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The Partnership for New Plastics Economy Project-Kenya produces filament from PET Waste locally

(Originally posted on August 29th, 2020) Filament from PET bottles which is used as an input material for producing 3D printed products is now being produced locally in Kenya. This is a wonderful milestone for the KEPSA coordinated Partnership for New Plastics Economy Kenya Project because 3D Products producers will no longer need to import the filament after the successful local production. Additionally, the availability of inexpensive, high quality locally manufactured filament will spur manufacturing, entrepreneurship and job creation predominantly for the youth. Most importantly, we can keep the environment clean and people and ecosystems healthy.

The journey to this milestone began in the year 2018. The KEPSA New Plastics Economy Partnership stewardship, the Project brought together various organisations namely Discover Brands, Coca-Cola Beverages Africa, Tech4Trade and Qtron which undertook research and engineering of the equipment, appropriate technology and infrastructure required to produce filament in Kenya. Coca-Cola Beverages Africa provided the first 10 kgs of clean PET required to test the production of the filament.

Filament production requires very clean PET. In order to get sufficient supply of the material, post-consumer PET segregation at source will be important. Under the partnership, Nyayo Estate in Embakasi is now segregating at least 180 kilograms clean PET bottles a month to be recycled into filament. The partnership is currently working with other stakeholders like the Kenya Alliance of Residential Associations to include other estates that can be able to segregate their PET at source.

According to the Chairman of the Nyayo Estate residents Association Mr. Teddy Obiero, “We are happy to work with the New Plastics Economy-Kenya in making sure that what was previously our waste plastic materials is reused instead of ending up at Dandora dumpsite or littering the environment. It was our plan to start recycling our waste. But now, through the NPE-K, we know that its not just recycling but we know what our PET is ending up to be.”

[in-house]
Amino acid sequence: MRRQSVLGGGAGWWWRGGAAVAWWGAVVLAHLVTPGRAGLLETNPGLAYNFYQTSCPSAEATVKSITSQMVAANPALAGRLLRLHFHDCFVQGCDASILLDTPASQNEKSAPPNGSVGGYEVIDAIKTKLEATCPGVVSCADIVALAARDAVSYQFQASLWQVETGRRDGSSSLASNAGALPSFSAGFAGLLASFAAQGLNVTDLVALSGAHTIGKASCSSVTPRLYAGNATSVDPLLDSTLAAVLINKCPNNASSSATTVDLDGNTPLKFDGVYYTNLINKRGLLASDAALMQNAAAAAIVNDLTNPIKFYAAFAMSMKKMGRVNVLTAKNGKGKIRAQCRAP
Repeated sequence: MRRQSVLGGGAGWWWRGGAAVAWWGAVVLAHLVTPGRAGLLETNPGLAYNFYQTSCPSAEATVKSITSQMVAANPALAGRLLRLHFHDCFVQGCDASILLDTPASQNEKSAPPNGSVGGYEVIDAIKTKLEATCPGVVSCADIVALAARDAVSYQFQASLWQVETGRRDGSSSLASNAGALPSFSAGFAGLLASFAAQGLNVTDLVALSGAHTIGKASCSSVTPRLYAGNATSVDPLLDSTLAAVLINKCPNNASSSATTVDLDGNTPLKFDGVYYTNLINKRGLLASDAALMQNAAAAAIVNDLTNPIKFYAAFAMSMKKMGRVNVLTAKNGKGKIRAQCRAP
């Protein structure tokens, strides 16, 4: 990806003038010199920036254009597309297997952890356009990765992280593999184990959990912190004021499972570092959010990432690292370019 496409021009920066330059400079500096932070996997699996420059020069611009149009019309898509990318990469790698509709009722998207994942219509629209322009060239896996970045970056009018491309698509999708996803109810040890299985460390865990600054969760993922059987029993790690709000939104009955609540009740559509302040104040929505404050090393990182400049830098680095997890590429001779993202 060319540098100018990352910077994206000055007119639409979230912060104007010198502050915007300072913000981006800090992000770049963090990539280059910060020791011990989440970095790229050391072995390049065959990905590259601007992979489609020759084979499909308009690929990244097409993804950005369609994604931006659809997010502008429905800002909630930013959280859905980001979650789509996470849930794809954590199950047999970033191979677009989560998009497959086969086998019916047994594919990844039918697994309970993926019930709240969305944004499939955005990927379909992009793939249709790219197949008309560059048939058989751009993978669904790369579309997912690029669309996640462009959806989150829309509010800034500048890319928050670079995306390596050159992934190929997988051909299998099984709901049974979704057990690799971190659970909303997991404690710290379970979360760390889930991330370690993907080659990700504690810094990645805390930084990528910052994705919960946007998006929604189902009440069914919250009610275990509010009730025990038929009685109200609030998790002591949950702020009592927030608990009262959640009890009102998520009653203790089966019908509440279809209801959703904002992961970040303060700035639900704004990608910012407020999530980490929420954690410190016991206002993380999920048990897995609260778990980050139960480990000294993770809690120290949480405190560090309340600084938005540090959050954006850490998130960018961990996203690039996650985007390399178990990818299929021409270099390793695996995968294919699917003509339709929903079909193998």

Working with Ministry of Environment and Forestry Multiagency Committee on Circular Economy, the Nairobi Metropolitan Services, a select Residents Associations, Kenya Association of Waste Recyclers and other stakeholders, KEPSA is influencing the segregation of waste at source a household at a time in order to maintain integrity of materials in line with the tenets of circular economy.

Of late, 3D printing has developed tremendously and can now perform crucial roles in many applications, with the most important being manufacturing, architecture, custom art & design and medicine. 3D printing processes have evolved to the point where they are currently being used in medical, manufacturing industries and for other commercial purposes inspired by the sociocultural sectors which facilitate 3D printing.

3D printing makes it as cheap to create single items as it is to produce thousands and thus undermines the economies of scale. According to an article in The Economist on February 10, 2011, “The potential of 3D printing may have a profound impact on the world economies similar to the printing press in 1450, the steam engine in 1750 or the transistor in 1950.” Just like the three examples mentioned which no one saw coming, 3D printing can equally be as disruptive to every sector it touches.

The growth of 3D printing in Kenya had been stifled by the availability of filament and 3D printers. Through the NPE-K, both printers and filament, locally made will be available to make it possible to grow that industry.

Written by Faith Ngige-Coordinator, New Plastics Economy-Kenya

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